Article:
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INTERACTIVE (Rate the Review)

"The aim of art is to represent not the outward appearance
of things, but their inner significance." ~ Aristotle

Cinema Signal: Not quite a green light but has elements of strong appeal for a limited audience. MOBILE version |
. "Black Mass"

There probably aren't very many students of career criminality who would argue that Irish mobster James "Whitey" Bulger wasn't one of the most sociopathic monsters of his time who "got away" with numerous atrocities during his organized rule over south Boston for sixteen years. But, then, not every gangster then or now enjoyed the skein of protection provided by a senator brother, William "Billy" Bulger (Benedict Cumberbatch) and a corrupt FBI agent, James Connolly (Joel Edgerton). These alliances, it's fair to say, kept him safe in his criminal groove and probably deepened his sense of invincibility no matter what he did to his rivals and enemies.

Those would primarily be the Angiulo brothers whose power to control North Boston in 1975 was rising and threatening him, his Irish-American Winter Hill Gang, and his family. Tied to the Mafia, this group's avoidance of police detection created a singular stroke of good luck for Whitey.

Stepping into the picture (in a major way), recently advanced Boston FBI agent Billy Connelly, Whitey's boyhood chum, proposes that the mobster cooperate with the agency in providing the evidence they need to bring down the Angiulos. Bulger cannily labels his position an "alliance" in order to avoid the stamp of "rat" from his profile.

What the ensuing biography chronicles,is an adaptation of Dick Lehr and Gaerd O'Neill's book, "Black Mass: The Irish Mob, The FBI and a Devil's Deal" (2000). It's almost too campy for words, if you forget it's fact-based and depp is the anti-hero. You don't care for the guy -- of course not. But, you're intrigued with him and with FBI's Connolly's ability to mask what he's been doing to cover for the crime lord. As children, Whitey protected him.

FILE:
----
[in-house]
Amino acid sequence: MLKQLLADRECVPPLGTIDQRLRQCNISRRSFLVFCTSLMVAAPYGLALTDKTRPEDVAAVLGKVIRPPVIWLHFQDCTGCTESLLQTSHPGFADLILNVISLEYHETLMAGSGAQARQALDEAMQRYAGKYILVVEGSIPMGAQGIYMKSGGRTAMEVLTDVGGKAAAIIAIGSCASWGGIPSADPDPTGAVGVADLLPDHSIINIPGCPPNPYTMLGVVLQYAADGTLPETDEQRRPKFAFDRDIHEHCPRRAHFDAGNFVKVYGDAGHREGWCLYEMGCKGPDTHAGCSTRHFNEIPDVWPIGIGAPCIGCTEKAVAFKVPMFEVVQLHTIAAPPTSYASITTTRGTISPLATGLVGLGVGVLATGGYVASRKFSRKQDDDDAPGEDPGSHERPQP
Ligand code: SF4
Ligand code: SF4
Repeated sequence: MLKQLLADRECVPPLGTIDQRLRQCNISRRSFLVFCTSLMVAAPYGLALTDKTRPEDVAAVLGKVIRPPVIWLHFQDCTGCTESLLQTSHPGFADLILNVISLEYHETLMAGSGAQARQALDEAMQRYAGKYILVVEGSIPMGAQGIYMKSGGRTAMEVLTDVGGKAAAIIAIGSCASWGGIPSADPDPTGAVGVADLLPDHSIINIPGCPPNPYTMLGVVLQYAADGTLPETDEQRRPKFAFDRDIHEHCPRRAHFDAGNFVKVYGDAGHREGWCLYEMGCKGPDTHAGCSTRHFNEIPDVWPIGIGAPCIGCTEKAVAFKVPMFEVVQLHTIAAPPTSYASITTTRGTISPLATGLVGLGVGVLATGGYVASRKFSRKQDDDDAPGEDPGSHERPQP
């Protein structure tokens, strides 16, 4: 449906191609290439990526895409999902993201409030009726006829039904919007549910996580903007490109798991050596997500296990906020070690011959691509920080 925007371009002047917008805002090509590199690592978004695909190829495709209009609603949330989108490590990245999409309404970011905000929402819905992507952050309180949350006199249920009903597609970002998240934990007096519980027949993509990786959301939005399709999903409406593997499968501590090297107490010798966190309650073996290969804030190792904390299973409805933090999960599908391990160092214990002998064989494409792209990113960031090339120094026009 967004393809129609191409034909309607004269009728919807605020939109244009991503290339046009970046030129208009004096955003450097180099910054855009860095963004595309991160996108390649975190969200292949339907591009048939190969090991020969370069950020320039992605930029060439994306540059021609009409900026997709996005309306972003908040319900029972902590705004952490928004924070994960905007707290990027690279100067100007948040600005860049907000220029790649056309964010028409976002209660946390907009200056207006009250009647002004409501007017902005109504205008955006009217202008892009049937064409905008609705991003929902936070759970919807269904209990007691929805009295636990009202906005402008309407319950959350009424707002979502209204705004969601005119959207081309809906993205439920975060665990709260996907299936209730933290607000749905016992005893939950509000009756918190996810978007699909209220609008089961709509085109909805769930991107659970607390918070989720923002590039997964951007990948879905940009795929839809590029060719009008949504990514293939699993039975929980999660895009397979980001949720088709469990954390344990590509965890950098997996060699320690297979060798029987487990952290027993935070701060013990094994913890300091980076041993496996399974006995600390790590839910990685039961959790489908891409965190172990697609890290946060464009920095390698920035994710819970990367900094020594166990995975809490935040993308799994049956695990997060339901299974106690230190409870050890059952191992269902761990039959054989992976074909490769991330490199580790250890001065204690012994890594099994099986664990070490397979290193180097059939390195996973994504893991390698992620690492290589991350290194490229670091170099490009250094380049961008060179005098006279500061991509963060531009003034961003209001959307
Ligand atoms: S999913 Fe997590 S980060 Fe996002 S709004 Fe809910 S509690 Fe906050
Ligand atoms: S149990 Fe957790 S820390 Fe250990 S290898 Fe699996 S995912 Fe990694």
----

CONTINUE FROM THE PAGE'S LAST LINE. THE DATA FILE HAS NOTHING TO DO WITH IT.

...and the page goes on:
The script, written by Mark Mallouk and Jez Butterworth, the direction by Scott Cooper, the music, the straightforward cinematography, plus costumes and everything else on the production side is evidence of an atttempt to leave no doubt that this is a substantial true crime story that would be unbelievable were it not verified by contemporary news reports, survivors and eye witnesses. It makes for a dark and sordid character tale.

The latter, of course, begins with Johnny Depp who puts aside his specialty in childlike fantasy as Jack Sparrow in the "Pirates of the Caribbean" series and the Mad Hatter in "Alice in Wonderland," etc.) for a role that's the direct opposite. But, then, it's his straight dramatic work that's of the greatest interest: ("Public Enemies," "Transcendence"). Here he shows us what he can do to with psycho-scary instead of charming, funny and slightly idiotic. And, the effect is spellbinding.

Depp creates (or, re-creates) a man whose mere look is a mark of doom; whose gentle love and understanding (if that's what it was) of his mother merely reminds us of how it contrasts against the fear he casts elsewhere; how he personally kills people rather than ordering it to be done because the lie or disloyalty is just that great.

For Joel Edgerton, this could be a star-making role; while I felt that Cumberbatch was cast more because he's red hot these days than for contributing some enlightenment to a complex story (although what it lacks may be in the writing of the part). The wives, Julianne Nicholson and Dakota Johnson (for Connelly and Whitey), seem accepting. up to a point, but negatively strident, doing the biopic little good.

Director Scott Cooper ("Crazy Heart," "Out of the Furnace") seems comfortable with the aim to dig into a vile man whose legend is as horrific as it is unique. Cooper employs the technique of using interviews as narration to cover gaps in time over the course of a life committed to appalling acts and increasing betrayals.

The film depicts the trail of conscienceless depravity Bulger left in his wake, with the occasional hint of humanity. The visual and musical minimalism conveys the somber reality in which the subject strove for dominance in a world of corruption. The overlord of crime, marking his time with the presence of evil.

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                                                                              ~~  Jules Brenner  

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